A.S. Face 1209: Denise
My first memorable episode of back pain was when I was 22 and hurt my back working on my car. As I entered my mid-twenties I started have constant back pain. X-rays showed nothing. Physical therapy helped somewhat, but did not eliminate the pain. MRI showed some DJD, but nothing that should be causing the pain I was dealing with. PCP thought it was fibromyalgia and sent me to a rheumatologist. Rheumatologist told me my pain was in my head. I went to an osteopath a friend of mine went to. He gave me a shim for my shoe and told me the pain was in my head. I suffered a few pelvic injuries in the course of my work as a horse trainer after my daughters were born, and decided I needed to suck it up and be stronger. I needed to be tougher and block out the pain. As the years went by I dealt with the chronic pelvic and back pain as “occupational hazards”. After a few pelvic joint injections my (new) PCP thought maybe I needed an updated x-ray of my pelvis. The x-ray revealed something “suspicious for seronegative spondyloarthropathy”. After referral to a rheumatologist it was determined I had AS.
At the age of 44 I was diagnosed with AS; one year after I was diagnosed with breast cancer and was almost finished with my chemo. There is a part of me that wonders if my cancer treatment triggered a “flare”. Maybe I was just lucky and they took an x-ray at the right time. Back pain was a part of my life and I thought it was normal. After being told it was “in my head” repeatedly, I thought I was being a wimp. Be tough, be strong, never surrender. My father was not a quitter; he worked through the pain. So did my grandpa. They “just” had job related back pain. I was going to be strong like them and try to ignore the stabbing pain in my SI joints. There was no way I could be “broken”.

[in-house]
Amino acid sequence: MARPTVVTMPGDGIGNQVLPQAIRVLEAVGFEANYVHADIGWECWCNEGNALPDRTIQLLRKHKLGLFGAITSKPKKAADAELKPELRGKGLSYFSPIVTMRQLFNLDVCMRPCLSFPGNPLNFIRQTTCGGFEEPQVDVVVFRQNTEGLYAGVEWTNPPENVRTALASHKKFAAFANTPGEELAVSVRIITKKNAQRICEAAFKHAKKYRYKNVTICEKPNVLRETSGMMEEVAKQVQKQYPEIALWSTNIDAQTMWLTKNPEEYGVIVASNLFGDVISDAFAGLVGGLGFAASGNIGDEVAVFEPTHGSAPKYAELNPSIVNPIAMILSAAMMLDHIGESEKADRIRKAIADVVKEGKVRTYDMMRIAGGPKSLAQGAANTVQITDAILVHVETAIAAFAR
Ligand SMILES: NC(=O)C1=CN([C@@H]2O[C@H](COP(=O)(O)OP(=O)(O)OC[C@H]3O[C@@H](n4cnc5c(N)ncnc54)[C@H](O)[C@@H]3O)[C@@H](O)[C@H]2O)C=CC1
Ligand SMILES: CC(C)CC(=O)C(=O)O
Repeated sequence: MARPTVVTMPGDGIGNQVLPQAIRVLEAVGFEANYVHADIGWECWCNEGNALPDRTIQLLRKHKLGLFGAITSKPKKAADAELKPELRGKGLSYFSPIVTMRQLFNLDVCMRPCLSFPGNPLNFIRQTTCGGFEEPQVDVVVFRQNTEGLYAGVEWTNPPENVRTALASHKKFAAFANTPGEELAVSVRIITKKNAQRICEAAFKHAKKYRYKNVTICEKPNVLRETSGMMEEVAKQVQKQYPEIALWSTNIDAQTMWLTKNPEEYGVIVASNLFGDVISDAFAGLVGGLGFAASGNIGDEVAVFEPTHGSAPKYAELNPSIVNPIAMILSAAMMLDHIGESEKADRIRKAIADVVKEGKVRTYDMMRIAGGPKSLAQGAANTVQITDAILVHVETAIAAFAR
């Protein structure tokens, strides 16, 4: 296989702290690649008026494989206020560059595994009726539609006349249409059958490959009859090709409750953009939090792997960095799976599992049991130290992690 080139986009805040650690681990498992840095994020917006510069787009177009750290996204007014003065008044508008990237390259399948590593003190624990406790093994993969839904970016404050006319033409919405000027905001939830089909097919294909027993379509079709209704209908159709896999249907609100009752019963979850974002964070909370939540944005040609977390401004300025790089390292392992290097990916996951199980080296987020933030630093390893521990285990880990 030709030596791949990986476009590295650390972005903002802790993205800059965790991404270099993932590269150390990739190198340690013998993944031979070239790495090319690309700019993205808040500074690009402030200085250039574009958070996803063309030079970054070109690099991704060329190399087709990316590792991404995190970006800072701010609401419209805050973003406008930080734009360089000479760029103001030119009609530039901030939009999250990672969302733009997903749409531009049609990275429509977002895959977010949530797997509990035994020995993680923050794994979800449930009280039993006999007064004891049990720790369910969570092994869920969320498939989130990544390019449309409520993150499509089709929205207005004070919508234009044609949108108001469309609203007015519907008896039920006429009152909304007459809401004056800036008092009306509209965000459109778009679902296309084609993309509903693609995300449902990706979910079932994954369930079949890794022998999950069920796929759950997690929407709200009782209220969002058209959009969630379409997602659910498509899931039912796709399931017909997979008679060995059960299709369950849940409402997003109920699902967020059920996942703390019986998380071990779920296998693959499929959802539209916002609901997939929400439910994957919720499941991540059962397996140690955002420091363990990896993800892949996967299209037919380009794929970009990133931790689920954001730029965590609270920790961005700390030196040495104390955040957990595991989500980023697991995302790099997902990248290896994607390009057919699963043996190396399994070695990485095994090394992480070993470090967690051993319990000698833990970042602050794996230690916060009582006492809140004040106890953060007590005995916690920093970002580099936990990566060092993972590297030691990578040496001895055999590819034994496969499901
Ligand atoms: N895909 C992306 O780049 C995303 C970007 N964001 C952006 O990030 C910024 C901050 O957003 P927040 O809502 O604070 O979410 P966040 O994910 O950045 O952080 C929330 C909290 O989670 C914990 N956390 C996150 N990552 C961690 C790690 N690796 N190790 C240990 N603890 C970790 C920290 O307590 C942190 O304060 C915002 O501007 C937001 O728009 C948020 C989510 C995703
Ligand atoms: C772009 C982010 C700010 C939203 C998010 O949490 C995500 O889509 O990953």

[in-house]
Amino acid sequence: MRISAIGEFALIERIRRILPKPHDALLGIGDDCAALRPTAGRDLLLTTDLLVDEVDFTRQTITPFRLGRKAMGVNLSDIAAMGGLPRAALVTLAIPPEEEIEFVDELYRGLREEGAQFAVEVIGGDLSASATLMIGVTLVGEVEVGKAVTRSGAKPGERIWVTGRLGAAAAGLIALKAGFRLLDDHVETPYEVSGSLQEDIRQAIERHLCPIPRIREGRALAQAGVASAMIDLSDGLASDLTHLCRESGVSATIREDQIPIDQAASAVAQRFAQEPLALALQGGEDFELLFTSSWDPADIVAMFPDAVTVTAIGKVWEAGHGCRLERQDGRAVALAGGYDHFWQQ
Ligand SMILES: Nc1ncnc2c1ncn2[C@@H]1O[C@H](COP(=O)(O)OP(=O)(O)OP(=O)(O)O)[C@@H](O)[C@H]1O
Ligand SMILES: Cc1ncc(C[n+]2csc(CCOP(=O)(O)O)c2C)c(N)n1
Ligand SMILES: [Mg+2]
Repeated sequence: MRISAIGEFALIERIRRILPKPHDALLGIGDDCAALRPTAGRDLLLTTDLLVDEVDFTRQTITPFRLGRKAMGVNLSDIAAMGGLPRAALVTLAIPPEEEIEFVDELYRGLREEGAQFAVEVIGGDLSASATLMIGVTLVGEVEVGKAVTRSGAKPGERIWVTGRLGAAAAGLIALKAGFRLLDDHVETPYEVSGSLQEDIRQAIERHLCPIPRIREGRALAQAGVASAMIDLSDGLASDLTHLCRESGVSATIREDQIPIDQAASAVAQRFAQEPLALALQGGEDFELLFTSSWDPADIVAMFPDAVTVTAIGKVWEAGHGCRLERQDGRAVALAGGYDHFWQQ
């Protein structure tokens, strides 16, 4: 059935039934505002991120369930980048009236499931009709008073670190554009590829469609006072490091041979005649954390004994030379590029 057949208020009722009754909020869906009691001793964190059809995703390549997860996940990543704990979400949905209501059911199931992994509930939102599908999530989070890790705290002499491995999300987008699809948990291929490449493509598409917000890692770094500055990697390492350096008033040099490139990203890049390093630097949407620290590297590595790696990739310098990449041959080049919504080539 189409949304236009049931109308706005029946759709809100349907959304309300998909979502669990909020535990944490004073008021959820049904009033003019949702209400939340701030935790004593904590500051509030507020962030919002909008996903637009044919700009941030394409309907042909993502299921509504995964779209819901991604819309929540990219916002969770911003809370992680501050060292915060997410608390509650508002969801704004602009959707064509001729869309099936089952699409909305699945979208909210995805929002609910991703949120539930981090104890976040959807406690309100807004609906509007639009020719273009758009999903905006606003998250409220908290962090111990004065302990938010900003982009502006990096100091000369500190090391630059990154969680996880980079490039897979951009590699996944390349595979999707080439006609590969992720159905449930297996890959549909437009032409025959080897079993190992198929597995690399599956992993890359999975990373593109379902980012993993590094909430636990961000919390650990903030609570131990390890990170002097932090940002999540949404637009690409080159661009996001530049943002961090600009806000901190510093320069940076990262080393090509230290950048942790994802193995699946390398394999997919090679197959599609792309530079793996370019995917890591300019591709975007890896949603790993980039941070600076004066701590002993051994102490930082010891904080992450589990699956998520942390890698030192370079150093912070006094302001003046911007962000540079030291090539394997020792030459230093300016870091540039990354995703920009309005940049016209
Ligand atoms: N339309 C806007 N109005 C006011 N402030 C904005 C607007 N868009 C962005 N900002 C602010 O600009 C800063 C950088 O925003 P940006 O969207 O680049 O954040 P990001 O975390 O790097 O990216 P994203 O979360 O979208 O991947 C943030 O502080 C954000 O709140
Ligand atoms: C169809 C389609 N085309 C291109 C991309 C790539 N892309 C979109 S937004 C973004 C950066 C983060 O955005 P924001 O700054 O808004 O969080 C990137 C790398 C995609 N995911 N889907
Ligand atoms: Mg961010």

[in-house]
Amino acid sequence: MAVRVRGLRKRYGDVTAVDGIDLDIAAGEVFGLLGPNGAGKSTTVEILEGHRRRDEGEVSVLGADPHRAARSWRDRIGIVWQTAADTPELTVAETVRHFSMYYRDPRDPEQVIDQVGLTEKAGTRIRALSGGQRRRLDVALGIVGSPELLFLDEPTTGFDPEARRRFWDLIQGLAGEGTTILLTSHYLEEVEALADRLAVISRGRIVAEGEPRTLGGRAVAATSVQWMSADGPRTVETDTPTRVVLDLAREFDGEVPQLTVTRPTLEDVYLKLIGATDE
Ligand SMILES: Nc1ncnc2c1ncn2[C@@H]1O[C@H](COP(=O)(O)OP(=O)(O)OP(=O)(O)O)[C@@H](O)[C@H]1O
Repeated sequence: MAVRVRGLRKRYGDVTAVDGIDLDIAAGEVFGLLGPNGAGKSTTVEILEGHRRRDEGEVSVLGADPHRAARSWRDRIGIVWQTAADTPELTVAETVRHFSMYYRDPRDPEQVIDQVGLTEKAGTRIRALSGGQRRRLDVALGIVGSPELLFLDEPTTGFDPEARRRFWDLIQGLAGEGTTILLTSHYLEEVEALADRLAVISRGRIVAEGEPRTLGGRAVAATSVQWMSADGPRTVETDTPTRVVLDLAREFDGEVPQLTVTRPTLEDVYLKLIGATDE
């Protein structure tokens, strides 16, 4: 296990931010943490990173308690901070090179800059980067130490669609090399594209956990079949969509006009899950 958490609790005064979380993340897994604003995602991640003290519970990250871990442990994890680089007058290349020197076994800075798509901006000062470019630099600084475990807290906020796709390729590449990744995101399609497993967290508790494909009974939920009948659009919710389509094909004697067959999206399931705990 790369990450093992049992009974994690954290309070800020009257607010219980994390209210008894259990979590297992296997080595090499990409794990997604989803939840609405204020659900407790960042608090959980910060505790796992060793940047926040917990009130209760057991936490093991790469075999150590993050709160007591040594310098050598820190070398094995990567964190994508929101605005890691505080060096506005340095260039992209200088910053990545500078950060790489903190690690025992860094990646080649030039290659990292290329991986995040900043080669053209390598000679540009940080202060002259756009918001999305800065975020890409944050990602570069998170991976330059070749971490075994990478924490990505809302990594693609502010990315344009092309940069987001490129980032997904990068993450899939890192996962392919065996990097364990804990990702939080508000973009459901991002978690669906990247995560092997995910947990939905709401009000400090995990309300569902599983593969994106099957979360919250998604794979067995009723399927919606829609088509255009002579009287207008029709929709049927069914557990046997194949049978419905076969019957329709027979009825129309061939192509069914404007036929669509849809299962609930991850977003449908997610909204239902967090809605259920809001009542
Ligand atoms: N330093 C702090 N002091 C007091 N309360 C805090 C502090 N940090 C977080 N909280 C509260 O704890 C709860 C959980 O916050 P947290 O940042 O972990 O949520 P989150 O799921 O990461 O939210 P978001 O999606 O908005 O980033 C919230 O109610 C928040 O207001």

The diagnosis of AS hit me harder than my diagnosis of breast cancer. With BC, I knew I could be a survivor! (3+ years now!) AS will be with me forever, and it cannot be beat… only tamed.
Enbrel has been working for me. I try to keep to a regular stretching and exercise program. I try to eat an anti-inflammatory diet. My joint pain seems to rotate throughout my body; sometimes my knee or hip, sometimes my back or neck. Nonetheless, I will not be defeated. Ice is my best friend. And it helps to know there are others out there like me. It is not in my head. It is real.
Washington, United States of America